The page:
We Have A Long Way To Go For Men To Have A Grown-Up View Of Women's Sexual Equality

Our misperceptions reveal a lot about how we see the world

We think young people have a lot more sex than they actually do – and men have a particularly skewed view of the sex lives of young women. As part of Ipsos’ long-running studies on misperceptions - we asked people in Britain and the US to guess how often people aged 18-29 in their country had sex in the last four weeks.

The average guess about young men in both countries is that they had sex 14 times in the last month, when the actual number is just five in the UK and four in the US, according to detailed surveys of sexual behaviour.

Our guess would mean that, on average, young men are having sex every other day, around 180 times a year, compared with the more mundane reality of around 50 times. That seems a ridiculous enough guess – but it’s nothing compared with how wildly wrong men are when they guess about young women’s sex lives, in both the US and Britain.

Men think British and American young women are having an incredible amount of sex – 22 times a month in Britain, and 23 times a month in the US, compared with an actual of around five times.

These guesses would be the equivalent of the average young woman having sex every weekday, plus two or three times on one special day each month. Why are we so wrong? As with so many of our misperceptions, it will be both how we think and what we’re told.

Our brains are wired for sex - the survival of our species literally depends on it. But it is a hotbed of mispercep­tions – because unlike many other core human behaviours, where we can get a better idea of social norms from observation, sex mostly happens behind firmly closed doors (and the sex that is available for general viewing is not a fully accurate representation of the norm).

Because we don’t have access to very much real-life com­parative information, we turn to much dodgier sources: playground or locker-room chat, dubious surveys, salacious media coverage, TV shows (even if Love Island toned the sex down this year) and porn. These provide extreme examples and anecdotes that distort our views of reality.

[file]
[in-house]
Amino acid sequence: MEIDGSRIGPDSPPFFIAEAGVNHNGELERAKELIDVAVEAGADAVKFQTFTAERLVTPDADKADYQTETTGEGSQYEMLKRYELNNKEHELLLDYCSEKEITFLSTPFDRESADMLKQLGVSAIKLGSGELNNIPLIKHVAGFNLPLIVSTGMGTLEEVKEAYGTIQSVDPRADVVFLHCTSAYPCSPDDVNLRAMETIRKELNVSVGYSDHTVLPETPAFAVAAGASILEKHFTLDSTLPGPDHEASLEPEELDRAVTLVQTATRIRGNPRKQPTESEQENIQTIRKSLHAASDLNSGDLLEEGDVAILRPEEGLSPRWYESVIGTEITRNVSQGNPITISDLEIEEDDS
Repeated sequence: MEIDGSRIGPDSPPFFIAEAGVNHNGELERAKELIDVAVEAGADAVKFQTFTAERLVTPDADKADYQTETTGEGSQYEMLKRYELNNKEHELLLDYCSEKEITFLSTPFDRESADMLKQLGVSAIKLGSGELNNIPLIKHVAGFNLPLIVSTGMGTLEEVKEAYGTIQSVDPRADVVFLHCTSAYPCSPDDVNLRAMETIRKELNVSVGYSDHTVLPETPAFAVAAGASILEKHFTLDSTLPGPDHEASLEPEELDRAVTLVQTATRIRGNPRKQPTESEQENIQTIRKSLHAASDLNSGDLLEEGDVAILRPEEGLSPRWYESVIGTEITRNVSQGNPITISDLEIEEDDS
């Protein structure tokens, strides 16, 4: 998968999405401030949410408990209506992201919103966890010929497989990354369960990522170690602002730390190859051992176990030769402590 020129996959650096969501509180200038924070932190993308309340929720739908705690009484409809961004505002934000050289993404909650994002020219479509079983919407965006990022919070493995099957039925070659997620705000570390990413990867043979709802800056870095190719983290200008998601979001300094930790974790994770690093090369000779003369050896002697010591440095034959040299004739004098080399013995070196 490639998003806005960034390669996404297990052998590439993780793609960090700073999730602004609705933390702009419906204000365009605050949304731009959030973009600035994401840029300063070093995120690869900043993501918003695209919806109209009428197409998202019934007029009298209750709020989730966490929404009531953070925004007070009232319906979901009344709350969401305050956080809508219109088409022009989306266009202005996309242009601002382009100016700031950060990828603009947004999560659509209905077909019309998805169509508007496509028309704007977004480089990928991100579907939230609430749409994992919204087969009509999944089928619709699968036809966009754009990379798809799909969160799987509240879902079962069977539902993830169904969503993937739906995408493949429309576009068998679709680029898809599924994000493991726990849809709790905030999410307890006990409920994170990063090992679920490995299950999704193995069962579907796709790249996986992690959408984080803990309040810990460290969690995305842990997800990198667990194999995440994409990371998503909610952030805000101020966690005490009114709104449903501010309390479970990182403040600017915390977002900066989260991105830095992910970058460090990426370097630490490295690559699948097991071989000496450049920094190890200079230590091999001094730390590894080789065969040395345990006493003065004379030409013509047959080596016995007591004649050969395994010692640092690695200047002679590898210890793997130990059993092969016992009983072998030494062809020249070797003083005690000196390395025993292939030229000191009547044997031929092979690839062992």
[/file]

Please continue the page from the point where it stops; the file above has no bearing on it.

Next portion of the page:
It’s in that space that misperceptions breed. For example, many of us still sniggeringly hold on to the belief that there is a link between shoe or hand size and penis size. Tragicomically, this became an actual discussion in the US presidential cam­paign in 2016, with Donald Trump’s supposedly small hands being linked to other physical ‘inadequacies’. But he needn’t have been so defensive: numerous serious academic studies have tried to find a link between penis size and hands, feet, ears, and a host of other body parts – and they can’t find any correlation.

The largely unspoken importance of sex also leads to widely believed but false claims about how much of our mental energy it takes up.

For example, the trope that men think about sex every seven seconds has also stuck in our heads - but think about it: that would require thinking about sex 500 times an hour, or 8,000 times during a waking day. Given that psychol­ogists believe that people are generally incapable of genuinely ‘multitasking’ – that is, they can hold competing ideas in mind sequentially, but not simultaneously – so many sexual thoughts would leave little space for anything else.

Although it is very difficult to identify precisely what we’re thinking about a lot of the time, and counting it accurately is even more challenging, several academic studies have put men’s ‘sexy thoughts’ closer to around 20- times a day – which still sounds exhausting to me.

Our misperceptions reveal a lot about how we see the world. They are a brilliant clue to our deep-seated biases, as our guesses at what is ‘normal’ are more automatic and unguarded.

In this study, these guesses point to some frighteningly wrong views of young people and women, particularly among men. It’s not clear whether this is down to wishful thinking, media-driven images or just a sense that we’re missing out while women can get sex whenever they want – but that doesn’t really matter. The important point is it’s a signal that men still see women very differently when it comes to their sex lives.

As with other misperceptions, the answer is not just to bombard people with more facts to correct these views, but to deal with the underlying causes. We still have a long way to go for men to have a grown-up view of women’s sexual equality.

The Perils of Perception – Why We’re Wrong About Nearly Everything is published by Atlantic Books on 6 September 2018.